I’ve always seen my mother as a superhero (and still do). It’s been tough watching her struggling with keeping up with the grandkids, drifting off mid-sentence, and getting sick more often. As tough as watching the aging process has been for me, it’s been even more difficult for my anxious mother to endure.
As she gets older, my mother has developed an anxiety disorder. She’s worried about embarrassing herself in public and has started to show signs of withdrawing from loved ones. Here’s how I’m handling my over anxious mother with empathy and helping her create meaningful memories in her later years.
Why I Must Learn How to Support My Anxious Mother
Watching the slow metamorphosis of my mother from Wonder Woman to mere mortal has been heartbreaking for me. It challenges the very foundation of everything I know. My mom is supposed to be invincible, and yet she’s showing the debilitating symptoms of aging.
Whenever we are faced with cold-hard facts that challenge our usual way of thinking, we tend to lash out.
You find out your favorite celebrity is a bad person; you lash out in their defense. Someone challenges your political stance, and you go into insta-debate mode.
When your mom starts to need more assistance, it can be frustrating for her children. As they say, “anxious mother, anxious child.”
Merely challenging my mom’s immortality put me into defense mode and caused me to snap at her. I’d think, “she’s stronger than this!”
I’ve learned that aging isn’t her fault. I shouldn’t project my anxiety about her aging onto her.
She’s doing enough of that on her own. That’s why I learned how to deal with my anxious mother. You should, too. The first step is empathy.
How My Mom Became Anxious
There is nothing scarier than facing your own mortality. It slowly begins with not being able to do little things you used to. Perhaps jogs leave your knees aching, your keys keep moving to a different location, or your balance gets slightly off.
At first, mothers can adapt to these changes. They’ll use step stools to reach the top shelf as their spine shrinks. Aging mothers will start writing important memories down so they won’t forget them.
Eventually, these life hacks become daily routines. Setting up the step stool takes minutes instead of seconds. Their hands might develop arthritis, making notes harder and harder to decipher.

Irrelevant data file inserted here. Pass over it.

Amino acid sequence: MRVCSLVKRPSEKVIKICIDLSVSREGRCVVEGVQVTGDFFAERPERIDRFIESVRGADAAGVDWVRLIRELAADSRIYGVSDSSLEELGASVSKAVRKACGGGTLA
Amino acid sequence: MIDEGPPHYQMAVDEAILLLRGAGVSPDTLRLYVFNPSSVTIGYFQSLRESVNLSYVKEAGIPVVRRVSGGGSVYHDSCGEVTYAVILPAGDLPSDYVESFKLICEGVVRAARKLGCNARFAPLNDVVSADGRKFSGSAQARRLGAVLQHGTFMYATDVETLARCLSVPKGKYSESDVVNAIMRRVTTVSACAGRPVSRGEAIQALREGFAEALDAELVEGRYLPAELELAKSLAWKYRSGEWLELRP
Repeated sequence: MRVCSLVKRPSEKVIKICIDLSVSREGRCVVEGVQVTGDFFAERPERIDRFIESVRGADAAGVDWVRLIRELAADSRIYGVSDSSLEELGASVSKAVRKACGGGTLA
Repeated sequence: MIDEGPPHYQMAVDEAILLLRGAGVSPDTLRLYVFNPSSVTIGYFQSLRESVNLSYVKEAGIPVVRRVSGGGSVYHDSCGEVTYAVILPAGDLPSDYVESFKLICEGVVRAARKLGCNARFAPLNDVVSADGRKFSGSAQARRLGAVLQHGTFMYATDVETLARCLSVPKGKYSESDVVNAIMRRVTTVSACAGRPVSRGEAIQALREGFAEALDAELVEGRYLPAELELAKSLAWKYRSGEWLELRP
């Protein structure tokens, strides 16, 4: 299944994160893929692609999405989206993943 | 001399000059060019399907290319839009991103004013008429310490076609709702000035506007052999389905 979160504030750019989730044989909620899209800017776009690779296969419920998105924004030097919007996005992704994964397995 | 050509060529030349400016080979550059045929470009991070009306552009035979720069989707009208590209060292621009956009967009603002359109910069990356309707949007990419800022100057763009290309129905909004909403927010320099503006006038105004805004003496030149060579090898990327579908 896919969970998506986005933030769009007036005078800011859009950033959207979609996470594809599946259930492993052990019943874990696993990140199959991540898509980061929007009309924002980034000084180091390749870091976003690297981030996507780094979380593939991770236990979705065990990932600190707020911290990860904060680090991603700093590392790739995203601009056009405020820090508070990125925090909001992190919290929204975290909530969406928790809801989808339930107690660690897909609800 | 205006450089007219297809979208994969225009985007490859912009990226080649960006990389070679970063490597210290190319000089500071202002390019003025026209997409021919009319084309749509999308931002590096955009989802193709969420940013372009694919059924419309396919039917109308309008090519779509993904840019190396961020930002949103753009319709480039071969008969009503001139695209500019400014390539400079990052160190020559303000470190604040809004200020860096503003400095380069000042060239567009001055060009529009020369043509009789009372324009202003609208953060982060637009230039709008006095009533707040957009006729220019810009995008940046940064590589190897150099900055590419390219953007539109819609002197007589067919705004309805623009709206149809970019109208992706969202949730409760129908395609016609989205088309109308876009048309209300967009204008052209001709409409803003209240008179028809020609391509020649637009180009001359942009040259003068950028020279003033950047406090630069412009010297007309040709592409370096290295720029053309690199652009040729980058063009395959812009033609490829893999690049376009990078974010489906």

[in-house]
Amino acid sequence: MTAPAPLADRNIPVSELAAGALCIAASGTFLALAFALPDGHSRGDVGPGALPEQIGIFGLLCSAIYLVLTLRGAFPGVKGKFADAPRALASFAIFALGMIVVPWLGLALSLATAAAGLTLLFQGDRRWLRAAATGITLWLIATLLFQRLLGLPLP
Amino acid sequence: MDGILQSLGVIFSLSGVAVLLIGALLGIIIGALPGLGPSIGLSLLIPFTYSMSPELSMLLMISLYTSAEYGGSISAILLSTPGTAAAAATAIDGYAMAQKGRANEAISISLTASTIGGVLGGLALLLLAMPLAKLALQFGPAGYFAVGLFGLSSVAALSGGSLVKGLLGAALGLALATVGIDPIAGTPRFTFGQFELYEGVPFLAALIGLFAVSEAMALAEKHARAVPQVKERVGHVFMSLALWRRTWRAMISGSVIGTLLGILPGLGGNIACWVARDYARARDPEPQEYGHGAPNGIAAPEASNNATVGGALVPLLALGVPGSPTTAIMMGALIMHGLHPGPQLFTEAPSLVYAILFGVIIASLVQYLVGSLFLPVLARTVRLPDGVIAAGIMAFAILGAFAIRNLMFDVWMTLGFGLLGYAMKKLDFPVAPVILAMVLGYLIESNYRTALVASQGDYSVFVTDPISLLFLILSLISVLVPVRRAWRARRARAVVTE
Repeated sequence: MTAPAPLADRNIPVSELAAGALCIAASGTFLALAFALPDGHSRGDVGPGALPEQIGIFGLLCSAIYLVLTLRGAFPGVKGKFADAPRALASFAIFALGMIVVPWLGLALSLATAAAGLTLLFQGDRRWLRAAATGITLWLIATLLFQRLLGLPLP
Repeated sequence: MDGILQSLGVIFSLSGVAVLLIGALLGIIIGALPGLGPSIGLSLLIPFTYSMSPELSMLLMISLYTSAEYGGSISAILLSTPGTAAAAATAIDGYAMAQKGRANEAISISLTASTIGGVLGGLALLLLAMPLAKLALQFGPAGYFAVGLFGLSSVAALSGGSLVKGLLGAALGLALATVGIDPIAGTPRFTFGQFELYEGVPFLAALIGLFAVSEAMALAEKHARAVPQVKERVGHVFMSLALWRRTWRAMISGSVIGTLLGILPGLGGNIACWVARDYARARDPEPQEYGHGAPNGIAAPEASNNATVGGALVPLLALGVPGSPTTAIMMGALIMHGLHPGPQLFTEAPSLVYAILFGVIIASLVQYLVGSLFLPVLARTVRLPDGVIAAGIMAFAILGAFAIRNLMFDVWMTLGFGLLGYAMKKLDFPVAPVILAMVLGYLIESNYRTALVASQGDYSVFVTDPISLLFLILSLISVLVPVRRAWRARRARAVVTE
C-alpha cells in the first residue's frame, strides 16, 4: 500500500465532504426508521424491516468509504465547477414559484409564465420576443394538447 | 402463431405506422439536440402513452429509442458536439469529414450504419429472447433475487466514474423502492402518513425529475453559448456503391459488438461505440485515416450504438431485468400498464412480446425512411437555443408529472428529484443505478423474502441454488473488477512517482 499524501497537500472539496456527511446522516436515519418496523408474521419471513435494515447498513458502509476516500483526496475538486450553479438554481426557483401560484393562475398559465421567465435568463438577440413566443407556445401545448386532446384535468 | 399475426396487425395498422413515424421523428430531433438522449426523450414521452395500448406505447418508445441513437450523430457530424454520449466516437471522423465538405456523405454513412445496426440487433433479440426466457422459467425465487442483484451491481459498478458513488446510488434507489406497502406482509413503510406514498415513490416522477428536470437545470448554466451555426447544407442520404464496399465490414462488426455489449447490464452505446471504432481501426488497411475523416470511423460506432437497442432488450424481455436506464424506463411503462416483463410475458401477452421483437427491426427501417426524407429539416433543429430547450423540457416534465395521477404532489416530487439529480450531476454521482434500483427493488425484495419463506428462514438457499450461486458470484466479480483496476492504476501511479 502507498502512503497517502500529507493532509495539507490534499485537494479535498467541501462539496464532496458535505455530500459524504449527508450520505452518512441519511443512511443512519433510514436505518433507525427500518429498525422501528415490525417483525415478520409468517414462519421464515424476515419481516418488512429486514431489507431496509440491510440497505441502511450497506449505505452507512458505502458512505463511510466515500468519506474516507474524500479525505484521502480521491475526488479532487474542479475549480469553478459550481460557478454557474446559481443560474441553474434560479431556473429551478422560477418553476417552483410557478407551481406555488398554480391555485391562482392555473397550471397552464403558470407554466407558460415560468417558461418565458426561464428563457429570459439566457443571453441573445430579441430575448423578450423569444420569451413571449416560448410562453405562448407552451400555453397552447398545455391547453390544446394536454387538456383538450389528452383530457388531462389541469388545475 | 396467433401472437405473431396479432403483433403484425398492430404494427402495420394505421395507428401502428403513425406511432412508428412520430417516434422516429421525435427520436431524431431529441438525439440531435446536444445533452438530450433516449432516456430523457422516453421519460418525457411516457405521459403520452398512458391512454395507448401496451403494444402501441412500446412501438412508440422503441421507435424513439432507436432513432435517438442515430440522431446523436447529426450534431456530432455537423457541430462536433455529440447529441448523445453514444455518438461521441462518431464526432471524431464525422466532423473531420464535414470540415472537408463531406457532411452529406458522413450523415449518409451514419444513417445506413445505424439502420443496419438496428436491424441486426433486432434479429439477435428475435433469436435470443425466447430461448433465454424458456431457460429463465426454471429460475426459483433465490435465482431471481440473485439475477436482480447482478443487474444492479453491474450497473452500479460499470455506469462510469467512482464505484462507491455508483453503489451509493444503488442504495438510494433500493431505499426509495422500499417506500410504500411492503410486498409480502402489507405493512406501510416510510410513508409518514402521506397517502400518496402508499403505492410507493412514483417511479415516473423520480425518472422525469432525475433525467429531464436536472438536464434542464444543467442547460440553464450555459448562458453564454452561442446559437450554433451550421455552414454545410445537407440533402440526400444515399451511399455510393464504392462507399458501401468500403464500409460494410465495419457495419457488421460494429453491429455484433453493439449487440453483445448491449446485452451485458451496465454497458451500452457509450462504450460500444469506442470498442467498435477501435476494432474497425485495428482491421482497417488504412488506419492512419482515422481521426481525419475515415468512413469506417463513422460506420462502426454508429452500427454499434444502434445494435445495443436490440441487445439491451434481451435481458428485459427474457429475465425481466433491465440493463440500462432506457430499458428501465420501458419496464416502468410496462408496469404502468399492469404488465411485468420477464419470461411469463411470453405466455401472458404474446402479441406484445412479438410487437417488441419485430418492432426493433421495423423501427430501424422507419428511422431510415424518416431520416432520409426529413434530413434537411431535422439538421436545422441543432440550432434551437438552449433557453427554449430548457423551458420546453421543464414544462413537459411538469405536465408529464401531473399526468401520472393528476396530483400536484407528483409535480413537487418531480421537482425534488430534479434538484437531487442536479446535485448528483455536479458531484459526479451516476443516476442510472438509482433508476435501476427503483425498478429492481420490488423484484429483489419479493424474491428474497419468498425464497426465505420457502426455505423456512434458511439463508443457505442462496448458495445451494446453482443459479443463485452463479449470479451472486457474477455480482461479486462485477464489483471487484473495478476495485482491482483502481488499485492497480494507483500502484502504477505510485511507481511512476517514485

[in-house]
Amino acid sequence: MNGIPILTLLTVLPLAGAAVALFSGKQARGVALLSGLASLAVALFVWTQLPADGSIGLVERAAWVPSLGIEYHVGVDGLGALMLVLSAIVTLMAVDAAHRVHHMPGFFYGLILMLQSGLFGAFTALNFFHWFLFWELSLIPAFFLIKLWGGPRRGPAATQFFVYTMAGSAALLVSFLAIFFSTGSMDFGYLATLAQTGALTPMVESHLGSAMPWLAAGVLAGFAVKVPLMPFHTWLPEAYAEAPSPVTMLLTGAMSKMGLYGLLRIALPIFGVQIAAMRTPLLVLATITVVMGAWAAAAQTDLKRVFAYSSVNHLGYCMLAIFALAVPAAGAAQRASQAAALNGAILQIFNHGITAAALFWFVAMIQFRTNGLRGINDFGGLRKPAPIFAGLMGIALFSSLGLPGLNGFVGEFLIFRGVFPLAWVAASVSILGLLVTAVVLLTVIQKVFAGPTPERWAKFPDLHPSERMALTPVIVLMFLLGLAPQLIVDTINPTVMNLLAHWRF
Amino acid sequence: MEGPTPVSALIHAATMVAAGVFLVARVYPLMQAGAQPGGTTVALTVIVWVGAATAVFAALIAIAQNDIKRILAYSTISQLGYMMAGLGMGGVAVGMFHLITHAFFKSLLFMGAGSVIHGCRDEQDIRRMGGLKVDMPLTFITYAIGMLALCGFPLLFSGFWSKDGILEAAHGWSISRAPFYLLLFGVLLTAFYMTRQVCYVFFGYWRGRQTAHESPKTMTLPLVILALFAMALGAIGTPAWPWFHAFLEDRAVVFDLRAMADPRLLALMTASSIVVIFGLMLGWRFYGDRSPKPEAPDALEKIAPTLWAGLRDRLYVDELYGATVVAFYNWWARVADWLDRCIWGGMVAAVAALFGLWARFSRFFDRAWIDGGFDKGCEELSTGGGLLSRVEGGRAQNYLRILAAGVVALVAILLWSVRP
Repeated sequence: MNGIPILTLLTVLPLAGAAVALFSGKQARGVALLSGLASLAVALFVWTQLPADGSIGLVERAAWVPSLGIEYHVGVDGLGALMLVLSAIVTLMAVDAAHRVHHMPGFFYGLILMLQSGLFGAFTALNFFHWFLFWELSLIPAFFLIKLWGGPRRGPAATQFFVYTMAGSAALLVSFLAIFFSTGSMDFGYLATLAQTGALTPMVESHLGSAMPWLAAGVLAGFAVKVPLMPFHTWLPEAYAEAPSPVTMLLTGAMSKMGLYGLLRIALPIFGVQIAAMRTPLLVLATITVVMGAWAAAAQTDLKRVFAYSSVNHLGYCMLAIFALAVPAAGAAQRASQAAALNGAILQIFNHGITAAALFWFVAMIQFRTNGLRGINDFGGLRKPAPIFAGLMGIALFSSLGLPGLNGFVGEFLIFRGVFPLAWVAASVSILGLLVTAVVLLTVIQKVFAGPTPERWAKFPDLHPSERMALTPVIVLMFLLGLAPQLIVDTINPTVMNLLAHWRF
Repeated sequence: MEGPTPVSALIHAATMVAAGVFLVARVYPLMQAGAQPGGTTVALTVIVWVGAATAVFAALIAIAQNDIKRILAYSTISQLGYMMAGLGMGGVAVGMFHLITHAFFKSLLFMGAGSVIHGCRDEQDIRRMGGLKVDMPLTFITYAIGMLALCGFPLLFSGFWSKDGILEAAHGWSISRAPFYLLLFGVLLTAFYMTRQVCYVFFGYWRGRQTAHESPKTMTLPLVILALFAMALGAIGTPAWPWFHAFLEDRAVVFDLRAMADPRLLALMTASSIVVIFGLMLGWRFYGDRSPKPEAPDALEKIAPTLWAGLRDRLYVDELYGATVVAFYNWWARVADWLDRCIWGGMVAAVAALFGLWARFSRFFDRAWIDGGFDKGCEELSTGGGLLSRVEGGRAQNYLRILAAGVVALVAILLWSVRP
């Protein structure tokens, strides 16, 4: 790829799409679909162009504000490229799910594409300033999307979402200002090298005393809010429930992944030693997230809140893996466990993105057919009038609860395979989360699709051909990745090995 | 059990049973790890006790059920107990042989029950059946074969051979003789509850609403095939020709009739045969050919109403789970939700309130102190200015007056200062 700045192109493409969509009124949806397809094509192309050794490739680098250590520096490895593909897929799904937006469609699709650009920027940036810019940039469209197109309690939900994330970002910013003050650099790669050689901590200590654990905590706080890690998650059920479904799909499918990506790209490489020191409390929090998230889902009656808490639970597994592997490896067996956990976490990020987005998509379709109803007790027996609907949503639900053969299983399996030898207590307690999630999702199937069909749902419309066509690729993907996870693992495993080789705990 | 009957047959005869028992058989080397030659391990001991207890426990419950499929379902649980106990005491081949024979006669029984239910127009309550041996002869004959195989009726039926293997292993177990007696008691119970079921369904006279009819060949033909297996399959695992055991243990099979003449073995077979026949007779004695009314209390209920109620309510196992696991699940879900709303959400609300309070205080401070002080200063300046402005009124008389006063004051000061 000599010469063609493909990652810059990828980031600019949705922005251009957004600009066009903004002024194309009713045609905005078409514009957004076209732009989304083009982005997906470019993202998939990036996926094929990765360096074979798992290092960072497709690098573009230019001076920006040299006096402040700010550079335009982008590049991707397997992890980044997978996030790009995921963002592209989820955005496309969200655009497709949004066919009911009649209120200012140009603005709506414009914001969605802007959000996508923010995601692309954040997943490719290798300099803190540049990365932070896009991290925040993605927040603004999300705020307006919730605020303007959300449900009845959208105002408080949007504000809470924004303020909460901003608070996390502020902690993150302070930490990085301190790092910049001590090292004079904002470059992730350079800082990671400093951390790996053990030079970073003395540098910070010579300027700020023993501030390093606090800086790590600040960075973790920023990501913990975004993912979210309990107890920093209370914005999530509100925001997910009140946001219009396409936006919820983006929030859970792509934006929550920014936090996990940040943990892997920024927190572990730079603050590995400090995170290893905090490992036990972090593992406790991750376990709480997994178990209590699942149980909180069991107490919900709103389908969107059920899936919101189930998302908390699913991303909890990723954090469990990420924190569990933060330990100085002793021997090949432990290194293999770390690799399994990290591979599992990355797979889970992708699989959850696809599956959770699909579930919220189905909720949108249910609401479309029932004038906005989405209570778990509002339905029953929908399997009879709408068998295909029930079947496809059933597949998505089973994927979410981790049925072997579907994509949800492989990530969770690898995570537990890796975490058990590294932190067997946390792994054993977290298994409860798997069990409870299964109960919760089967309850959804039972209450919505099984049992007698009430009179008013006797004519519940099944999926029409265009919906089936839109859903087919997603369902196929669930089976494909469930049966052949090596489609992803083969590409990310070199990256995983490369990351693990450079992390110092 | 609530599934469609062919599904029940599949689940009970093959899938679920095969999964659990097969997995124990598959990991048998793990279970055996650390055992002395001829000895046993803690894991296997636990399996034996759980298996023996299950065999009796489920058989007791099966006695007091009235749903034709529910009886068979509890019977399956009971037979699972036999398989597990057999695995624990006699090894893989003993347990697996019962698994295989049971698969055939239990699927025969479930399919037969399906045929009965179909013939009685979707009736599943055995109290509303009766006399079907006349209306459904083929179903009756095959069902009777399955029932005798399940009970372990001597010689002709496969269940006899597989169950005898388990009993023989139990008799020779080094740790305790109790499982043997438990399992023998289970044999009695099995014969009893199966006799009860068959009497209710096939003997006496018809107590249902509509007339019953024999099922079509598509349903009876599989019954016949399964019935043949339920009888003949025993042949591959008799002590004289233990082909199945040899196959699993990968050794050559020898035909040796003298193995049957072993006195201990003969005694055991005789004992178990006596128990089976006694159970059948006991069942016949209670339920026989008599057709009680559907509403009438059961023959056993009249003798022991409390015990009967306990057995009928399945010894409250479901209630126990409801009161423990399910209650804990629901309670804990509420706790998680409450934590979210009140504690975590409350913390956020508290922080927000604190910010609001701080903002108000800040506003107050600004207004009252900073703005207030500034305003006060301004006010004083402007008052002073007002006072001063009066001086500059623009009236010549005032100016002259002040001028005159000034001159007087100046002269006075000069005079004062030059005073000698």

The more my mother has to evolve her lifestyle, the more jaded she becomes. As emotional as it’s been to see her losing a step, it’s been worse seeing her lose her spirit. So, we’ve done a few things to get it back!
How to Deal with an Aging Mom with Anxiety Disorder
My mother worked hard to ensure that I have happy childhood memories. So, I want to make sure she has the same throughout her twilight years.
I’ve anticipated some of the reasons she’s developed an anxious mother syndrome. With these realizations, I’ve come up with a few tips for how to deal with your anxious mother.
Bring the Fun to Her
Research shows that aging parents need social engagement to help fight mental health disorders.
The first sign that I had a newfound anxious mother on my hands was that she was turning down social invites. It first started with cousins’ birthdays. She was feeling “tired” and “hadn’t been sleeping.”
Of course, the concern of get-togethers increased with coronavirus anxiety. We started the pandemic out with drive-bys and even sang her favorite dance song “Uptown Funk” over a megaphone on her 75th birthday!
Now, we’ve slowly started doing small gatherings again. We’ve hosted a social distancing get-together at my mom’s.
Going forward, we’re going to continue bringing the fun to her. Hopefully, it’ll cheer her up enough to get her out of the same environment more often!
Take Her Out in Nature
My mom’s social anxiety disorder somewhat extends to the outdoors. She believes she can no longer do outdoor exercise. However, that doesn’t mean the outdoors needs to make her anxious.